However, the child’s mother disagreed with the extension. She submitted that F’s behaviour no longer “continues to exist” within the meaning of the section 23J of the Child Care Act 1991 (as amended). The trial judge ultimately extended the special care order and the decision was appealed to the Court of Appeal.

Court of Appeal

Delivering judgment in the case, Mr Justice Birmingham began by reciting the relevant statutory provisions relating to special care orders. It was noted that a judge was required to consider several issues when making such an order, including an “adequacy test” under section 23J(1)(c), an “alternative care test” in section 23J(1)(d) and a “necessity test” in section 23J(1)(e).

The court also considered the submission from the CFA that the purpose of the 1991 Act was to “provide for the care and protection of children and for related matters”. Accordingly, it was submitted that a child should not be discharged into the community to face an uncertain future when no suitable follow-up replacement was available.

The court accepted that the statutory provisions for special care had to be strictly complied with as such orders provided for civil detention and restricted liberty (Child and Family Agency v. ML [2019] IECA 109). It was noted that the guardian ad litem was placed in an “unenviable position” where F should not be detained for longer than necessary but where no other alternatives were available. It was “by any standards, a very unsatisfactory situation”.

It was held that the trial judge was satisfied that the strict statutory provisions had been complied with in the case to extend the special care order, notwithstanding his preference for a stepdown placement. The risk of harm which saw F taken into care continued to exist at the time of the application, the court said. It was noted that F’s social worker stated that he was at “dire risk of reverting to his dangerous behaviour” if returned to the community.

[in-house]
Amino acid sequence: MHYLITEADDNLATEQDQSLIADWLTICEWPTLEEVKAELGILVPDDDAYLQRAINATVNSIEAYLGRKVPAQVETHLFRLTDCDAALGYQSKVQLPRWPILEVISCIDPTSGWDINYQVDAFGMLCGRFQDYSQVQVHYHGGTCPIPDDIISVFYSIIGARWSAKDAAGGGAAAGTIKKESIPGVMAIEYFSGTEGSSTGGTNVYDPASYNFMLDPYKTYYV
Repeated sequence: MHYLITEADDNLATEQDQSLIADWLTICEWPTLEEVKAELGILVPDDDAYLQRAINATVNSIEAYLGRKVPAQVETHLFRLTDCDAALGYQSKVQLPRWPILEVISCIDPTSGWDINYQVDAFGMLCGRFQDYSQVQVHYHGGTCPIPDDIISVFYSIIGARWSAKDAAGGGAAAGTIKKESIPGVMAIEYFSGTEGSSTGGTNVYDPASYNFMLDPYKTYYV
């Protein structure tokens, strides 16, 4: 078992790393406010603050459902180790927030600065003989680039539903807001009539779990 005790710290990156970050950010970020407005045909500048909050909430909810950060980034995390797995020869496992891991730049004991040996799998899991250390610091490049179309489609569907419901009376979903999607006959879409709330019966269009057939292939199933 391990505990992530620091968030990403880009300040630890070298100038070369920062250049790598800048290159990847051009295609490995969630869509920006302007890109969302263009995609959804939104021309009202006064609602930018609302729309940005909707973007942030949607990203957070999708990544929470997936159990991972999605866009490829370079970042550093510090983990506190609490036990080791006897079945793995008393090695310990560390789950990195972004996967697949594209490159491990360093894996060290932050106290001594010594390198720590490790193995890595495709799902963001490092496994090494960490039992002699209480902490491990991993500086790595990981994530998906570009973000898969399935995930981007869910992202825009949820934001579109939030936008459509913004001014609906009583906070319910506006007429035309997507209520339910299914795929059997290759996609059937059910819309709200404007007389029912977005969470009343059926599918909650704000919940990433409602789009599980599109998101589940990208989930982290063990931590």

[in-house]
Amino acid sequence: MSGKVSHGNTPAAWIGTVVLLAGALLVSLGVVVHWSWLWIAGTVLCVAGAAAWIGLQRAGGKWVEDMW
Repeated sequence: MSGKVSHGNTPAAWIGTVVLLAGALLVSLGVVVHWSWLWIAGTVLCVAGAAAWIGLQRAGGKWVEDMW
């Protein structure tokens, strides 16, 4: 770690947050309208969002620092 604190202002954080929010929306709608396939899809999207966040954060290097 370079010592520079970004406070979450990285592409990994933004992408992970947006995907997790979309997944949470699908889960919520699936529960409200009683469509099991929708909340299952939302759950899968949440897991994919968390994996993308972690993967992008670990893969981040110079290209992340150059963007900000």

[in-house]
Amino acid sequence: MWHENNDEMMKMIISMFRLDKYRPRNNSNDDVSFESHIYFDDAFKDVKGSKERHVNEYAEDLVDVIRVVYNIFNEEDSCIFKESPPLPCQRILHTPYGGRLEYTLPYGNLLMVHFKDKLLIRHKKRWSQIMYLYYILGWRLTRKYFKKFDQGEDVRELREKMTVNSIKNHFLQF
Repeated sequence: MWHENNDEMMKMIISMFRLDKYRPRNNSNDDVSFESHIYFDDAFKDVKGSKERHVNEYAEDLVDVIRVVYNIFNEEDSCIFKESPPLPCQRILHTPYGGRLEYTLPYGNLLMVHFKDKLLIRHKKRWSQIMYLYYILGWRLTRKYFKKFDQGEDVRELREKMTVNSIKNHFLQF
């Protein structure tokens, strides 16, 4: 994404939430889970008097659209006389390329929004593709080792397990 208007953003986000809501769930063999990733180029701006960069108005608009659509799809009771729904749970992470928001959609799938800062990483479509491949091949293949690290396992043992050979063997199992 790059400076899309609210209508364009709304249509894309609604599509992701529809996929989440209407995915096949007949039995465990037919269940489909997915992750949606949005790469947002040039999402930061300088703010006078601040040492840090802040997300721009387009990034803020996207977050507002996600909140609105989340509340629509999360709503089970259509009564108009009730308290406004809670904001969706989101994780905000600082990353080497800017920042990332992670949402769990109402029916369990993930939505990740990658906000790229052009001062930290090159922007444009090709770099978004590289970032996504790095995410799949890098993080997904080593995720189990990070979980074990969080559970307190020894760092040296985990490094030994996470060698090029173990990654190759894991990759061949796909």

Considering the adequacy of the special care placement, the court held that the CFA had to seek placement which was suitable, appropriate and would not break down. In light of the fourteen failed placements, the special care order was adequate to address F’s behaviour. Further, there was simply no alternative care available, the court held.

Finally, the court had no doubt that the special care order was necessary. The court said that “it was absolutely necessary that F should continue to be detained in special care in order to protect his life, health, safety, development and welfare”. The alternative was to expose F to a “very grave risk”.


The court stated that the decision to extend the special care order “was a choice which could be exercised only one way”. The case was particularly difficult and complex. Further, each party was aware that the lack of facilities was a common and long-term problem in the Irish system.

In the circumstances, the extension of the special care order was in the best interest of the child and the trial judge’s decision was upheld.

Child and Family Agency v- L. & Anor [2022] IECA 207